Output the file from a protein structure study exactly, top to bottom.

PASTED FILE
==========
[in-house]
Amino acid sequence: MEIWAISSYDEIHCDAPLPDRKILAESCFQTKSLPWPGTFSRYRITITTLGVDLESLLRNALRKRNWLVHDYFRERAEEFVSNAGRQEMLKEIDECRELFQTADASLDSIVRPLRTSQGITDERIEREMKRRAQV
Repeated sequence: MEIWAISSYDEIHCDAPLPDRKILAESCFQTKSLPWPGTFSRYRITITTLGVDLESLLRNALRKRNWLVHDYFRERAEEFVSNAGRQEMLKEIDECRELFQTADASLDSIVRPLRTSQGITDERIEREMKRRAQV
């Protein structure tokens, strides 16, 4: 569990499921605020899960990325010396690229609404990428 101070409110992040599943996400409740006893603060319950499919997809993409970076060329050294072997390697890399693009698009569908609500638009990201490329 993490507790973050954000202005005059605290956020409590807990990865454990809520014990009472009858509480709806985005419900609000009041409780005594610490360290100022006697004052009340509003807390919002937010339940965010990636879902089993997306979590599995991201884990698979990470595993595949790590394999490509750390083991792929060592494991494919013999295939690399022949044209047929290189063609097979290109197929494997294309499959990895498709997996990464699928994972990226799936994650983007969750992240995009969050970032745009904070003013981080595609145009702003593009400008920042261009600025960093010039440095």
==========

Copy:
[in-house]
Amino acid sequence: MEIWAISSYDEIHCDAPLPDRKILAESCFQTKSLPWPGTFSRYRITITTLGVDLESLLRNALRKRNWLVHDYFRERAEEFVSNAGRQEMLKEIDECRELFQTADASLDSIVRPLRTSQGITDERIEREMKRRAQV
Repeated sequence: MEIWAISSYDEIHCDAPLPDRKILAESCFQTKSLPWPGTFSRYRITITTLGVDLESLLRNALRKRNWLVHDYFRERAEEFVSNAGRQEMLKEIDECRELFQTADASLDSIVRPLRTSQGITDERIEREMKRRAQV
């Protein structure tokens, strides 16, 4: 569990499921605020899960990325010396690229609404990428 101070409110992040599943996400409740006893603060319950499919997809993409970076060329050294072997390697890399693009698009569908609500638009990201490329 993490507790973050954000202005005059605290956020409590807990990865454990809520014990009472009858509480709806985005419900609000009041409780005594610490360290100022006697004052009340509003807390919002937010339940965010990636879902089993997306979590599995991201884990698979990470595993595949790590394999490509750390083991792929060592494991494919013999295939690399022949044209047929290189063609097979290109197929494997294309499959990895498709997996990464699928994972990226799936994650983007969750992240995009969050970032745009904070003013981080595609145009702003593009400008920042261009600025960093010039440095």